Over the course of the last two months of school, the 2nd and 4th period Peer Resources classes are presenting information to other students about different topics, including: “Truth and Justice and Justice on Liberty Lane”, “Consent Tea”, and “The Power of LOVE.” These presentations are hosted in the cafeteria during 2nd and 4th period. Student presentations are meant to correct information in a fun, energetic way that hopefully students can respond to and remember that information. The student that is teaching gets a sense of power and leadership that they’re up there and feel capable of what they’re saying and doing positive things, proving to teachers that they can trust them taking control of the classroom.
“It’s pretty interesting because you’re basically becoming the teacher. I get how a teacher feels now,” reported Lindsey B., one of the students from Peer Resources.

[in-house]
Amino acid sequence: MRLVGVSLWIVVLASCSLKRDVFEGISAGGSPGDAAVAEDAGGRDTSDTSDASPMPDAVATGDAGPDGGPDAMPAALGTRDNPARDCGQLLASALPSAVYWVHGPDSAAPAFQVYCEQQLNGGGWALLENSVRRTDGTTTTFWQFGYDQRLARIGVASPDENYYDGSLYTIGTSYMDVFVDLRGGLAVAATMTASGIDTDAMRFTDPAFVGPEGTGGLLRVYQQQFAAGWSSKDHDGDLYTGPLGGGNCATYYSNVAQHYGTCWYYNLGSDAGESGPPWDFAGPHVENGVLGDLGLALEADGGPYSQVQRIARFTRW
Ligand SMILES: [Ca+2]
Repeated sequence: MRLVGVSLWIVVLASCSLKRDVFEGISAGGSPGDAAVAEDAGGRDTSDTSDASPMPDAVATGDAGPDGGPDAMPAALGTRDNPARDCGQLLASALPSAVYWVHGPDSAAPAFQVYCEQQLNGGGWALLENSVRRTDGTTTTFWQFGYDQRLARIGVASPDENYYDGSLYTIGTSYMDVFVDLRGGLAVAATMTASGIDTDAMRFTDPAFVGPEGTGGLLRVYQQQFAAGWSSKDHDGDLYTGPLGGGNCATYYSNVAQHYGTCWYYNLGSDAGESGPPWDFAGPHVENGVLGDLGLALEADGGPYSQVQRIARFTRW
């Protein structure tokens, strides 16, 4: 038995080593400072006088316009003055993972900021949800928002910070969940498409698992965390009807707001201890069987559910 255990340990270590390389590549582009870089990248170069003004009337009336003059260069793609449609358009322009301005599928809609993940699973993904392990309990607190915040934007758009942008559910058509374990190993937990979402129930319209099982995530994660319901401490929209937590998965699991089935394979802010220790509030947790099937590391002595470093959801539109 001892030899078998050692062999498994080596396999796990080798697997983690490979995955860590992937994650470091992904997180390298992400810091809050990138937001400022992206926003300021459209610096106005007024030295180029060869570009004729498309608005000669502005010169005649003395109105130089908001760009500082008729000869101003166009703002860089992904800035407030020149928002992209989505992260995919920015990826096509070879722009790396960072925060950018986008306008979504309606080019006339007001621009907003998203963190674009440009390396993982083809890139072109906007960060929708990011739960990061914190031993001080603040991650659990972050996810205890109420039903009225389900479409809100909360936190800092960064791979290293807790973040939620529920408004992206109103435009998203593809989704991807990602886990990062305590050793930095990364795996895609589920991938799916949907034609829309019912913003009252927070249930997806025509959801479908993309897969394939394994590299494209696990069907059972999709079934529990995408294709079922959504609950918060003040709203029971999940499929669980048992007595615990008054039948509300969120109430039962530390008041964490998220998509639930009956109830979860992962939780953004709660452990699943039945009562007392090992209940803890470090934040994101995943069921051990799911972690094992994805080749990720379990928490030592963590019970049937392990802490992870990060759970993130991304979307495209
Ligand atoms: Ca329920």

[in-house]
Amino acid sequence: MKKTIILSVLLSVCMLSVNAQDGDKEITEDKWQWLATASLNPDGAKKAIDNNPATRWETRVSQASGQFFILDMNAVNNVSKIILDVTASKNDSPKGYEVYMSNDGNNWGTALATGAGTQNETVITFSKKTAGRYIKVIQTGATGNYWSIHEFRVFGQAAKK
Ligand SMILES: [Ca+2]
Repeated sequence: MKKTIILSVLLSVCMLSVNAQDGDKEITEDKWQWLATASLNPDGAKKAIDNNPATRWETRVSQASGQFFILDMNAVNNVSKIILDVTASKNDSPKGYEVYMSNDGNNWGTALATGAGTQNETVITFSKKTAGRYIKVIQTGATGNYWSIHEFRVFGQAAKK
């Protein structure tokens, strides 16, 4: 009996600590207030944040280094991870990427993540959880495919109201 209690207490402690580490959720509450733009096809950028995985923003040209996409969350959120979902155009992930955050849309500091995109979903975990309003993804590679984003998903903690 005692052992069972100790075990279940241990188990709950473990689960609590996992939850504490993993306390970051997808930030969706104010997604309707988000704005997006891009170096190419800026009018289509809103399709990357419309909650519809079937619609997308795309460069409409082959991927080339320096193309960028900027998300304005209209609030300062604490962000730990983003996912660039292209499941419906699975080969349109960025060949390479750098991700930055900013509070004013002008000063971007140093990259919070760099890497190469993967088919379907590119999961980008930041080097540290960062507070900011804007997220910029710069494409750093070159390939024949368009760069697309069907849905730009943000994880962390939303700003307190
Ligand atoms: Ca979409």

While the students run the presentations, Peer Resources teacher, Jackie Alarcon, manages the student’s tasks, evaluates, ensure collaboration, and checks in to make sure students are managing their time wisely.
Jackie sent out invitations prior to the presentations, in early April, so that teachers can plan accordingly. Although teachers have tight schedules, it is also essential for students to hear, learn, and receive the “in between the cracks” education. For this, Peer Resources strive to teach about 500-800 students about topics they spend a semester’s long-worth of work on.
“I am very proud of the presentations that are run by my students. I see them grow throughout the year. It validates what I do, it validates all the hard work, and it shows me I’m in the right business of handing power over to students,” declared Jackie.
Ms. Yee’s geometry class attended multiple presentations about the racism, prejudices, and privileges in today’s society, and how those factors can affect one’s achievements and successes in life, had great things to say about the presentations. She said, “I think it’s very powerful because those students need someone who’s their age, telling them about new stuff, so it’s kinda like more impactful because then it’s not like an adult telling you “oh you should do this, you should do this; No, it’s actually someone their own age.”